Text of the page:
Romantic thought and expression. The second generation including Byron, Keats, Mary and Percy Shelley. Junior standing required.
British Romantic Writers
This course will be a sustained examination of the question: “What is Romanticism? This is a question which has no single or ultimate answer given that there seem to be as many answers as there are “askers.” There is, however, a rich and complex body of literature and critical commentary to which we assign the adjective “Romantic.” I’ve organized our readings of some of the principal writers of the period thematically rather than chronologically. I believe this offers us a better way to explore in a single term the conceptual issues posed by these texts and their resonance in subsequent periods. Our principal project will be the close reading and discussion of some of the most important and influential texts within that “tradition,” from William Blake through Emily Bronte. We will consider the various historical, biographical, philosophical, political, and aesthetic contexts of British Romantic literature, but our primary focus will be on the texts themselves and on the cultural and theoretical responses to Romanticism.
Romantic writers posed many of the questions we now consider as essential to our contemporary conceptions of “theory”: what is the relationship between the subject and the object, considered linguistically or as a relationship between the individual self and the natural world? What is the relationship between literature and history? Or literature and politics? How does Romantic literature conceive of “otherness” and what is its relationship to gender or to race? Does poetic language make meanings and produce affects or does it express them? What is the relationship between literature and the non-human world? We will ask these questions in the idiom of the Romantic texts we read; and we will explore their implications with secondary readings by Walter Benjamin, Paul de Man, Gayatri Spivak, Franco Moretti, Gilles Deleuze, and other prominent theorists of the 20th and 21st centuries.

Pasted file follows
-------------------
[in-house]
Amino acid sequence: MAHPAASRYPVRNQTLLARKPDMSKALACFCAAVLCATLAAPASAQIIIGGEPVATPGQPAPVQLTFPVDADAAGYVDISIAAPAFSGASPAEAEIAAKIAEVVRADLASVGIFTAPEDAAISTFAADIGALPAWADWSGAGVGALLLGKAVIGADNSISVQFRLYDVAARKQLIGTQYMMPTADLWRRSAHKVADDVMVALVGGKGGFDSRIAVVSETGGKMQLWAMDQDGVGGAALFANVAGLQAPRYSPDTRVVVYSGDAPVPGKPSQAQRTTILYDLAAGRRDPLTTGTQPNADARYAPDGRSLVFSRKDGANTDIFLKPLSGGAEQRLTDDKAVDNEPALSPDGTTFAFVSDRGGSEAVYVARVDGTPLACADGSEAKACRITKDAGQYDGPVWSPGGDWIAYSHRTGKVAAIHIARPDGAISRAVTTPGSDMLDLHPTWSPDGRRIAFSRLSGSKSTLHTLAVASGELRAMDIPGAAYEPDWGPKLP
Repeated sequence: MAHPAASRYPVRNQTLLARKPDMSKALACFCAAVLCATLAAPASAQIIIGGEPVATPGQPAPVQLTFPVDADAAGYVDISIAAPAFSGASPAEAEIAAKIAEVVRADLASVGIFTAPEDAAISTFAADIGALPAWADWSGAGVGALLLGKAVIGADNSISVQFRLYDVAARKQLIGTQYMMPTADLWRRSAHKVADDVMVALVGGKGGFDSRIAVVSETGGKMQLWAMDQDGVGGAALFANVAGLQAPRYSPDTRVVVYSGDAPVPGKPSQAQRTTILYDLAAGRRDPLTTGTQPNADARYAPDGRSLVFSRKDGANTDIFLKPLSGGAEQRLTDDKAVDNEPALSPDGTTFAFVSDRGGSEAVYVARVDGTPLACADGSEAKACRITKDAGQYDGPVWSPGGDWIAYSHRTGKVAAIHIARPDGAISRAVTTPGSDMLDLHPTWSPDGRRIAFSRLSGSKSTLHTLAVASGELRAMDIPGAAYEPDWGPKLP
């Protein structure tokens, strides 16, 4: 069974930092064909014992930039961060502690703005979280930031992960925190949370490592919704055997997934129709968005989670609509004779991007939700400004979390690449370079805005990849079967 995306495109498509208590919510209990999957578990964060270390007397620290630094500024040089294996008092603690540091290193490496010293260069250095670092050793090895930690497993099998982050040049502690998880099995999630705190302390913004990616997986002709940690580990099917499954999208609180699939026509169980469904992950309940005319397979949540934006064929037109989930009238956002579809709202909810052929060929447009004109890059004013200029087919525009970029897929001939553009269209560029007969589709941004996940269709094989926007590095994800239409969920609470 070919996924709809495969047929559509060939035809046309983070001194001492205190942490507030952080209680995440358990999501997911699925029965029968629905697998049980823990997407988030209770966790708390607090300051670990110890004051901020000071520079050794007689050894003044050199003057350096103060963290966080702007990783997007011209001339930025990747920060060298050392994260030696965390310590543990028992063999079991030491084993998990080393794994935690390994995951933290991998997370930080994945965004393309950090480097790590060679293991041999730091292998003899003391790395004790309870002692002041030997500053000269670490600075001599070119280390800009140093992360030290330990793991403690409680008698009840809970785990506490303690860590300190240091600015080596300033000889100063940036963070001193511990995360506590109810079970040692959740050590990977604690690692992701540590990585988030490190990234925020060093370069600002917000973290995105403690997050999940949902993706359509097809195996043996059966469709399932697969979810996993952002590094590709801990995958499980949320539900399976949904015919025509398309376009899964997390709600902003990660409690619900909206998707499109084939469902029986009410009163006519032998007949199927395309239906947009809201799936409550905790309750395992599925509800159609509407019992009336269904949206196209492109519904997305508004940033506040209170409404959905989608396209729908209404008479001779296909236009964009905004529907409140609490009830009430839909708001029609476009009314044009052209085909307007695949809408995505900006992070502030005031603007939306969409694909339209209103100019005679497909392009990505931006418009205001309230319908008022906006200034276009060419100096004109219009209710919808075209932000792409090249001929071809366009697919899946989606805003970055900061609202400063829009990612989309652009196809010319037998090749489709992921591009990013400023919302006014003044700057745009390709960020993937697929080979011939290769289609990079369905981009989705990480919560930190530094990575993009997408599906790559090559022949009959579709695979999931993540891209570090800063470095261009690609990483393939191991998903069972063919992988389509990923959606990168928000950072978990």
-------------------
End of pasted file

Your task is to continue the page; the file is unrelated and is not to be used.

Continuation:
Literature, 1789 to the present courses focus on literary work produced over more than two centuries -- from the period of British romanticism and the early republic of the United States up to now -- in order to foster familiarity with key works in British and American literary history. Literary history illustrates how literary works reflect, address, and resist the social and political environments in which they are produced as well as other works that have preceded them.
Theory/Rhetoric courses teach media theory, the major modes and schools of criticism and theory, and theories and techniques of reasoning, rational discourse, and argumentation.
English Minor courses offer students centuries of cultural experience and representation in poetry, prose, drama, film, TV, new media, and folk artifacts. The English minor can focus and extend the values of a liberal arts education, while also providing extensive training in writing, speaking, and critical thinking.